Understatement is most often a form of sarcasm, in modern usage, usually with some hyperbole stated or implied.
Its original meaning was, literally, to undervalue or underestimate something, verbally or in writing.
Grammatical use of understatement
Actual understatement, in the sense of under valuation or underestimation of a fact, is the purely grammatical sense of the word. It refers to an actual inaccuracy in the statement.
Note:Understatement can also refer to poor usage, where descriptors are inadequate, and lacking in basic information. This form is the literal version, where understatement is describing the statement itself.
Examples of grammatical understatement
Describing a canary: 'It's a bit yellow.'
Describing Beethoven's Ninth: 'There is some music by Beethoven in his Ninth Symphony.'
Describing the Sahara Desert: 'The desert is sometimes sandy and dry.'
Describing cost of a new car: 'It should only cost $100.'
Modern usage of understatement
Understatement is currently used as a severe contrast between description and reality. The intention of the usage can be derogatory, complimentary, or purely sarcastic.
Context is the main defining value of understatements:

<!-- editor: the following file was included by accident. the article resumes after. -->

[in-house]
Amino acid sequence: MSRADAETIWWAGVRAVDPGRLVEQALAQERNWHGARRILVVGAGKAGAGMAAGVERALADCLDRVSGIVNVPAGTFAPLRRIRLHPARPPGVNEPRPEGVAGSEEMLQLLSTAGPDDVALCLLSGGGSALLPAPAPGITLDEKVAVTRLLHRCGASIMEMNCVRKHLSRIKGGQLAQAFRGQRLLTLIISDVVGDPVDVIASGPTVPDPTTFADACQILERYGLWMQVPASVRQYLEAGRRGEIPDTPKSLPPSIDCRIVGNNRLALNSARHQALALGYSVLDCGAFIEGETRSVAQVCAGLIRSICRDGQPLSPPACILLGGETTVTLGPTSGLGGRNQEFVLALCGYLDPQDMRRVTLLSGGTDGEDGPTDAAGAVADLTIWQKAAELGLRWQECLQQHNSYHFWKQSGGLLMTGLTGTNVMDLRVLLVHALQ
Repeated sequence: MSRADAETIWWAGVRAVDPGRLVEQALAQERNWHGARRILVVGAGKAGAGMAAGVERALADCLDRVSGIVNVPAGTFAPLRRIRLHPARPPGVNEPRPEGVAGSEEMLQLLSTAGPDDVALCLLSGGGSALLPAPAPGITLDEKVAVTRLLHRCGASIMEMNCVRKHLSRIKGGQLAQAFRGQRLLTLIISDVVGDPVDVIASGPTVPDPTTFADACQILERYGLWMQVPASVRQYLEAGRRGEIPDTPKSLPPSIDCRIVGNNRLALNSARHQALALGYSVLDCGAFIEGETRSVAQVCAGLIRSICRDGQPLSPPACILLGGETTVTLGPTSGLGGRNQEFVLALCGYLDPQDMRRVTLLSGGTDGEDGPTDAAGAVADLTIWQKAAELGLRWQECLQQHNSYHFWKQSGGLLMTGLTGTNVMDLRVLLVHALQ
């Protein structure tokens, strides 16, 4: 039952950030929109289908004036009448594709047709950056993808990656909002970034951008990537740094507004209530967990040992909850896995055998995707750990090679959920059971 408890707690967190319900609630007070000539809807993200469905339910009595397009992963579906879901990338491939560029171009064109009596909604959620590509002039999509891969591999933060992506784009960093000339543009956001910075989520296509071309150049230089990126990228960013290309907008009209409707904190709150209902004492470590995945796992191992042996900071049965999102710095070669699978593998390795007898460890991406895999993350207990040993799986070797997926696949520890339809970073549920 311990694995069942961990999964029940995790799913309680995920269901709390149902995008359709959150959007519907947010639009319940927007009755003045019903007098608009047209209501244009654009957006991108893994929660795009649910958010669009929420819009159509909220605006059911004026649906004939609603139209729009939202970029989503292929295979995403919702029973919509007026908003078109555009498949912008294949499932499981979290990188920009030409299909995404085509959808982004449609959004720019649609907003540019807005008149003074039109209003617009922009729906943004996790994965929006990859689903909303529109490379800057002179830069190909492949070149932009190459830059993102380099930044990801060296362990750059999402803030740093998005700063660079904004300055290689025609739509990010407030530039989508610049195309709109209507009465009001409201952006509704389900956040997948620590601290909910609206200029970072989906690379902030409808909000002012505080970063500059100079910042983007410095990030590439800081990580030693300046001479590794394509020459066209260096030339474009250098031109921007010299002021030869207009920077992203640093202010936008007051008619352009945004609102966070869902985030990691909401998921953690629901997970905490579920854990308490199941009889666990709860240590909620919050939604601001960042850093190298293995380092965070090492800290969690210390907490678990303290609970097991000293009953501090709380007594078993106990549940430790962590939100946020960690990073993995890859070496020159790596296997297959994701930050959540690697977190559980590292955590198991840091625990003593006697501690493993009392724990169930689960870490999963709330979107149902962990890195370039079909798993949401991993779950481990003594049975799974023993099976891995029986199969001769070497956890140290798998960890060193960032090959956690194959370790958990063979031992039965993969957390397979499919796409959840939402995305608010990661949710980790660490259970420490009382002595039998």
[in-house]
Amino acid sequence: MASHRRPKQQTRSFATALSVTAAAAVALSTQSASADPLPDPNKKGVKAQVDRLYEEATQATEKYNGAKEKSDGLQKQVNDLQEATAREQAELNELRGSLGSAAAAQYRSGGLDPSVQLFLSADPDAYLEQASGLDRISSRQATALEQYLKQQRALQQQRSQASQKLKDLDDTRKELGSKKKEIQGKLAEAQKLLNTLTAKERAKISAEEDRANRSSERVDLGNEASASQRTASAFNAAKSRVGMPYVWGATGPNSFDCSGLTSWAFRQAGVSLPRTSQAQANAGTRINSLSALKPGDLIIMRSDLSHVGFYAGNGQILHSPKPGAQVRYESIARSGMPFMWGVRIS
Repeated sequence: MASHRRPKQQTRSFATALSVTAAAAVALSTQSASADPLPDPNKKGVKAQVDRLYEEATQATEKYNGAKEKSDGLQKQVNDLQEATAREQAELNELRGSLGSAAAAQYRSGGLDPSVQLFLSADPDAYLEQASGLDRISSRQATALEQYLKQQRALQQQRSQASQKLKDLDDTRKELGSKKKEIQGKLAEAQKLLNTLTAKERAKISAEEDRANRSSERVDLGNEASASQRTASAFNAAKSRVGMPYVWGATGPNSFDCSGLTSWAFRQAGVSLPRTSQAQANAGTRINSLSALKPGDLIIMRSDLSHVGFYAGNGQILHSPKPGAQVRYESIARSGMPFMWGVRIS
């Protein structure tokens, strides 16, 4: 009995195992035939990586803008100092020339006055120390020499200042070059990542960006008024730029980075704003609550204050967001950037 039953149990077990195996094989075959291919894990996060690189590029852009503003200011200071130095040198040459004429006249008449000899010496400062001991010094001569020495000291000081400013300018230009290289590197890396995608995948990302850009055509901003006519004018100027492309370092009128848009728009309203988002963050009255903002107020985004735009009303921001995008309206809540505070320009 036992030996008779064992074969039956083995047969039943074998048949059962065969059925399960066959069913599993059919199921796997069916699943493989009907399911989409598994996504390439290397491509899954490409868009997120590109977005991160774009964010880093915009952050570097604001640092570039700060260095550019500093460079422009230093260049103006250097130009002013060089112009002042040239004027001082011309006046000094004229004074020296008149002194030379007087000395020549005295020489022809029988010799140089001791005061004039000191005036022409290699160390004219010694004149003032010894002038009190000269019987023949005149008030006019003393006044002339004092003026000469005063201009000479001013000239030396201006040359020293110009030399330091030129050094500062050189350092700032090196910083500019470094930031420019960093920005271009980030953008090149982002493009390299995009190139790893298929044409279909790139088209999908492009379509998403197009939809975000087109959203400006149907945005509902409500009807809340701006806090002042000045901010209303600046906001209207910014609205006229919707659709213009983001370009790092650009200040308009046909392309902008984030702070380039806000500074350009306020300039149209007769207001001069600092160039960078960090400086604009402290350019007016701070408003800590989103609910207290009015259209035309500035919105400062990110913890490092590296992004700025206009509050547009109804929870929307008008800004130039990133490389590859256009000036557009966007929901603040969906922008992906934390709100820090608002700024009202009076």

Simple forms of understatement:
First person: 'It's just an old Yves St. Laurent shirt.'
Third person: 'The 6 metre floods are really just a practical form of rising damp.'
Situational: 'It's only 500km to the nearest water.'
Complimentary: 'You're looking well.'
Derogatory: 'That luminous tie obviously came from a Trappist monastery.'
Elaborate forms of understatement are usually compound, involving multiple metaphors in the context of the subject. The usage gives a progressive series of understatements.
Elaborate forms of understatement
Personal: 'I'm thinking of saving my wages and putting a down payment on a lentil, one day.'
Third person: The sales manager was without a doubt the most non-materialistic person I have ever met.
Situational: 'Historical analysis and speculation by experts over decades now suggests that World War Two may have been in some obscure way unpleasant and noisy for the actual participants.'
Understatement as a metaphor
In more advanced writing, understatement is used as a metaphor for concepts rather than physical facts.
In Herodotus, a Spartan king views the booty from a captured Persian camp, and says in effect: 'Did they come here to rob us of our poverty?' This is understatement in terms of the relative wealth of the Greeks and the Persians.
Unless grammatically incorrect, understatement is always used in a context in which the expression is intended to